A nine-hole course operated by the City of Roseville Department of Parks and Recreation, Roseville Cedarholm Golf Course stretches for 1,373 garden- and tree-lined yards alongside Zimmerman Lake. Each hole on the course is a par 3, which encourages beginners to enjoy a round without too much frustration, while more experienced players can work on honing their short game and bending shots around the trees. Most groups can squeeze a round into less than two hours, which allows for ample time to stop and smell the nearby rose gardens or compose a brief speech in honor of every lost ball.
Most regulation-length golf courses are a place where players can challenge themselves and even measure their improvement. By focusing on par 3s, cutting round duration in half, and adding a practice range, Island Lake Golf is a place for players to do the actual improving. Beginners build confidence as they work their way around the eight par 3s and lone par 4, learning to avoid ponds and the outstretched limbs of trees and off-duty caddies hoping for high-fives. With the round's highlights and disappointments fresh in their minds, players can also log some time at the practice range to shore up weak spots. An 18-hole mini course is also on-site.
Mendota Heights has always had a hunger for golf. In 1961, just five years after the city's founding, the community draped nine short holes over the rolling terrain of a farm and dubbed it the Mendota Heights Par 3. It hasn't changed much over the years, still offering a forgiving layout for beginners to learn the game and more experienced golfers to practice using a mannequin leg instead of a putter. The scaled-down layout also serves as a training ground for lessons, camps, and leagues for golfers of all ages.
Goodrich Golf Dome's indoor facilities allow golfers to hone their game during any season and in any weather. Unlike outdoor locations where players must tape umbrellas to each golf club when it rains, Goodrich's air-filled dome offers consistent service and hours in addition to unlimited-ball specials throughout the week. During the summer, visitors of all ages can enjoy the 18-hole outdoor mini-golf course.
National Sports Center is one of the few places in the world where you can step from verdant fields onto stretches of ice. Eight ice arenas?four Olympic-sized, four NHL-sized?comprise more than 148,000 square feet inside the Schwan Super Rink. And as for the fields? The National Sports Center was originally conceived as a soccer complex, and it still boasts 52 fields. The Guinness Book of World Records has certified National Sports Center as the largest soccer complex on earth.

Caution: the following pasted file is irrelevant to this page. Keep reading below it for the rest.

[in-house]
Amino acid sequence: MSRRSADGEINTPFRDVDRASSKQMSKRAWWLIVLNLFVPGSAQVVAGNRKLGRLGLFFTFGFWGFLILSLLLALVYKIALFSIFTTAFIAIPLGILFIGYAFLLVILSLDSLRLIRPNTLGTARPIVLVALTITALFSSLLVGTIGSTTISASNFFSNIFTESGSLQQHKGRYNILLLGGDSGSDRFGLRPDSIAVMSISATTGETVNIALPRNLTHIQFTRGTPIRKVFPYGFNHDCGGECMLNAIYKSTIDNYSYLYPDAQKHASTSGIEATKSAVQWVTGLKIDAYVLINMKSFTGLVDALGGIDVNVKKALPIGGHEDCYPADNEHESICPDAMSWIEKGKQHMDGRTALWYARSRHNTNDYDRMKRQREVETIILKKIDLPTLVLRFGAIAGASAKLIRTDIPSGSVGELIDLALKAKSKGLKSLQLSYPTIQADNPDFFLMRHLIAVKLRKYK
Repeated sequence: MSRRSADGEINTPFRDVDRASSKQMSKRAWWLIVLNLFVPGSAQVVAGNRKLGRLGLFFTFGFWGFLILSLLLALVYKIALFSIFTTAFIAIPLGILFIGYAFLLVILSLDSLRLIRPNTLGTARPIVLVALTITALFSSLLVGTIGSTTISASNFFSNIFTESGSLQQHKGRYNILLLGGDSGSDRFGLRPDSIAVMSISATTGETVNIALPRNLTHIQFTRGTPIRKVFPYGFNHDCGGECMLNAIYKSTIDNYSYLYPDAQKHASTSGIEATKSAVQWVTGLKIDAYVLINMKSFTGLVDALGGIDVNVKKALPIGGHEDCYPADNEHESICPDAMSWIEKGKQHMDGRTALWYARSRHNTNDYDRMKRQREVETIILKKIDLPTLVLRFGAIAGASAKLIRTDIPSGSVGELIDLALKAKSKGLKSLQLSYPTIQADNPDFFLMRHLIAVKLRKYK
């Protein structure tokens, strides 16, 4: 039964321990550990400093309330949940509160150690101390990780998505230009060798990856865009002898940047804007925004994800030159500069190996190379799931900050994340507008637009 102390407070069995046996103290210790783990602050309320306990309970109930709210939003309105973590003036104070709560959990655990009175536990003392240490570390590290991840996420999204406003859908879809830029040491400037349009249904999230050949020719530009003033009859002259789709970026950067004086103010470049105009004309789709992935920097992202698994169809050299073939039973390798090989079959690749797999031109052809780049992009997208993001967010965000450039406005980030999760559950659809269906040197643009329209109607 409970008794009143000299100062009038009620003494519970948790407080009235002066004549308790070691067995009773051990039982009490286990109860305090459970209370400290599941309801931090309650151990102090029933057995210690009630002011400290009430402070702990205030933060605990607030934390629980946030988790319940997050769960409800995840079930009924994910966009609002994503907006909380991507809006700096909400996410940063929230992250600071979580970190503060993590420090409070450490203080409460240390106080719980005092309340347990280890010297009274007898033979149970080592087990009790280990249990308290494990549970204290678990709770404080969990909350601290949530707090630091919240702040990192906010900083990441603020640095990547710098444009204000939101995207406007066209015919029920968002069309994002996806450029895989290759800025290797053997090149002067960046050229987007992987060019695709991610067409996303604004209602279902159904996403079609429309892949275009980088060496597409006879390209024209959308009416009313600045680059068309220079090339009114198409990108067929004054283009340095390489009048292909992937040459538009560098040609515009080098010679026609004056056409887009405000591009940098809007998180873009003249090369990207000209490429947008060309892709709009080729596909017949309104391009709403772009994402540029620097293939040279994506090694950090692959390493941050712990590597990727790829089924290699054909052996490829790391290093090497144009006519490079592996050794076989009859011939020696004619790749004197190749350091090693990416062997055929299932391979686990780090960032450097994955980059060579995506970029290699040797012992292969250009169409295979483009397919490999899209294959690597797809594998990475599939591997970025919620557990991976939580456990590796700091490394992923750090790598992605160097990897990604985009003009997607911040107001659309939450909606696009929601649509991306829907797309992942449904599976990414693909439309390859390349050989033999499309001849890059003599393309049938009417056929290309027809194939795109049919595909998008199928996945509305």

Hockey and soccer still only make up a small portion of the sports that are playable at the center. Those same soccer fields might host rugby on one day, lacrosse on another, and ultimate disc the following week, provided the discs have not flown south for the winter. The ice rink might host figure skaters as well as broomball teams. At the center's outdoor cycling velodrome, brake-free bikes race each other along a canted track, thrilling crowds every Thursday from late May to September. Players of all stripes can sign up for leagues and lessons in their favorite sport, or check out everything from expos to fitness classes on the calendar of events.
Water cascades over the precipice of a towering rock face, forming an elevated waterfall that overlooks the 18-hole circuit at Malt-Tees Mini Golf (formerly known as Adventure Gardens Mini Golf). Featured in CBS Minnesota's Best Things to Do in Richfield, the course winds through a labyrinth of colorful gardens and flowing streams, which players navigate via a system of bridges and putter pole-vaulting challenges. After rounds, appetites piqued by celebratory putter-gnawing can find relief at the malt shop, which serves up frozen desserts, drinks, and light snacks.